My wife likes to compare me to the Grinch. Not because I hate Christmas, but because, according to her, my heart grew three sizes when my son was born.
I have never been a very affectionate person. I don’t say I love you enough to the people I care about. I am not much of a hugger, an arm-around-the-shoulder or cheek-kisser. It’s just not in my nature. Maybe I just assume everyone around me knows exactly how I feel about them so there is no need to express it physically or vocally. The word “love” slips out of my mouth less frequently than so many other four-letter words that when it does I almost feel the need to apologize.
I was worried my son would be like me, a heart noticeably small. Certainly, there are traits I own that I would gladly see reflected in my son. My undersized heart is not one of them. Not only did I never want him to wonder whether or not I loved him, but I also didn’t want his future wife or children feel distant from him.
This past Sunday, my fears were assuaged.
The headset crackled with my son’s loud laughter. He was only a few rooms away but he always insists we use the headsets when we play video games together. It’s our favorite way to spend lazy, rainy Sundays together.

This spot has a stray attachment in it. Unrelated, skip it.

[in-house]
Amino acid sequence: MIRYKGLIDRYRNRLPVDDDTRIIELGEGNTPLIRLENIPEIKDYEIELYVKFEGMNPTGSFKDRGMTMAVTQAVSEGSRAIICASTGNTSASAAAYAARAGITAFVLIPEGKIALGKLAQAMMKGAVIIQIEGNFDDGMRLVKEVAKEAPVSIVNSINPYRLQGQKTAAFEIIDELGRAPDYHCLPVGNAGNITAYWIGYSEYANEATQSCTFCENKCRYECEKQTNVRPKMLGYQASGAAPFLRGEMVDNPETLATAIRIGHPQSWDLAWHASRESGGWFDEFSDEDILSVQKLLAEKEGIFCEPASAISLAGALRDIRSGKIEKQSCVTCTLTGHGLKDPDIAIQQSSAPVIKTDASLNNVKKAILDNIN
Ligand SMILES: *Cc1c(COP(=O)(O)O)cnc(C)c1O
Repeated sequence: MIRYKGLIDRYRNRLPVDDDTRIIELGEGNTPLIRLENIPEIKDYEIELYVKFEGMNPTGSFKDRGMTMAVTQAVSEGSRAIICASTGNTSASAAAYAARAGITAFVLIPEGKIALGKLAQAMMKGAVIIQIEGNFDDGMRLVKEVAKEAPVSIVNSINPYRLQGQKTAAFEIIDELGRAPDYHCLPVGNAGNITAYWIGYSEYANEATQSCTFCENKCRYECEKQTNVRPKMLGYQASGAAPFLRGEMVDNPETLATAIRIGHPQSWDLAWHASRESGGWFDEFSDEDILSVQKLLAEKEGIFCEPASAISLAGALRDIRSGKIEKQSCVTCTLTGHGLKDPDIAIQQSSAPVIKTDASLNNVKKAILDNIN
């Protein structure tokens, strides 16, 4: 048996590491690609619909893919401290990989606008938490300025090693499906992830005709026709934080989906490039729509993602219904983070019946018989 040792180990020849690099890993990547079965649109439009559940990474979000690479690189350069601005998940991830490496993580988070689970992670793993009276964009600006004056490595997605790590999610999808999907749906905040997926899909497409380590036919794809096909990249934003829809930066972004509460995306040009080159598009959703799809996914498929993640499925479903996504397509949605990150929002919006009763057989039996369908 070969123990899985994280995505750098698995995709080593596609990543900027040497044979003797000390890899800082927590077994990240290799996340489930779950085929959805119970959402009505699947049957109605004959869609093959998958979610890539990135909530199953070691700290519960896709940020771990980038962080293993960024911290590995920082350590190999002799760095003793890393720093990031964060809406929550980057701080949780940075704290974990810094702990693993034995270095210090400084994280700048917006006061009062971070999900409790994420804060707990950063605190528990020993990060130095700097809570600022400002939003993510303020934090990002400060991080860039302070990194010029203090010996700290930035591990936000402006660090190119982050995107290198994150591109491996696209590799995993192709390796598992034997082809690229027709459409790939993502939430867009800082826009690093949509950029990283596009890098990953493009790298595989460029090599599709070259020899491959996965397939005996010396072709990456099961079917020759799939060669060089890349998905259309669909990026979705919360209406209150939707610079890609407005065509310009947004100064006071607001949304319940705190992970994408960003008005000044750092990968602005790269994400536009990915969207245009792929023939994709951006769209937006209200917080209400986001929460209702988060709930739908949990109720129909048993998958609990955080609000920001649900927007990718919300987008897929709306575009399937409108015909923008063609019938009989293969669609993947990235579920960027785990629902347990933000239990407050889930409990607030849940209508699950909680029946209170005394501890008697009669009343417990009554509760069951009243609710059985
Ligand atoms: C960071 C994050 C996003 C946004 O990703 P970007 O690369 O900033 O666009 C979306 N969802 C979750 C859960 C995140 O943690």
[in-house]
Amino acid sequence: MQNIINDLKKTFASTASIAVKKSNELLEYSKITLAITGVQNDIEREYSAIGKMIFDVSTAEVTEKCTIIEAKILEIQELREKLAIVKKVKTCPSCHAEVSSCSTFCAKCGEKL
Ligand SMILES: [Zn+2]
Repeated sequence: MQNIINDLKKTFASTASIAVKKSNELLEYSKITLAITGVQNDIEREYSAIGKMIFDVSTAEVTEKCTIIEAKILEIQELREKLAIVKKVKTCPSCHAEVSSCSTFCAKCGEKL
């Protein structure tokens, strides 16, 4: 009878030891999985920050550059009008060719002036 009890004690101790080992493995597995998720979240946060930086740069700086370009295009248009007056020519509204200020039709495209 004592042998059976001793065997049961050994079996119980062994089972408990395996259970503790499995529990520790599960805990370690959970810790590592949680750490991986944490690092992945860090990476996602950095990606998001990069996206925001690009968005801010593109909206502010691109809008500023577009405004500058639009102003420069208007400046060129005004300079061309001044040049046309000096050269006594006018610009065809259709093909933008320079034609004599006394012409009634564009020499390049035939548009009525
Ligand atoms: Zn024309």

“Okay Dad, I am gonna switch teams now so you won’t be able to hear me anymore. I love you.” With those words, the mic goes quiet for a split second before gunfire erupts in my ear as he begins to mercilessly kick my butt once again.
At that moment though, I was no longer concerned with winning the game. I was too busy beaming with fatherly pride. My son, who is often more teenager than first grader, just told me he loved me without any prompting.
It may seem like a small moment, but it was important. It was confirmation that my efforts to be more vocal about my feelings were working. It was some sense that, in spite of the million mistakes I make daily as a parent, I was at least getting something right.
I don’t know if my heart grew three sizes when my oldest son was born or not, but I do know, hearing him say “I love you” makes my smile three times wider.
“Love, and you shall be loved. All love is mathematically just, as much as the two sides of an algebraic equation. ” Ralph Waldo Emerson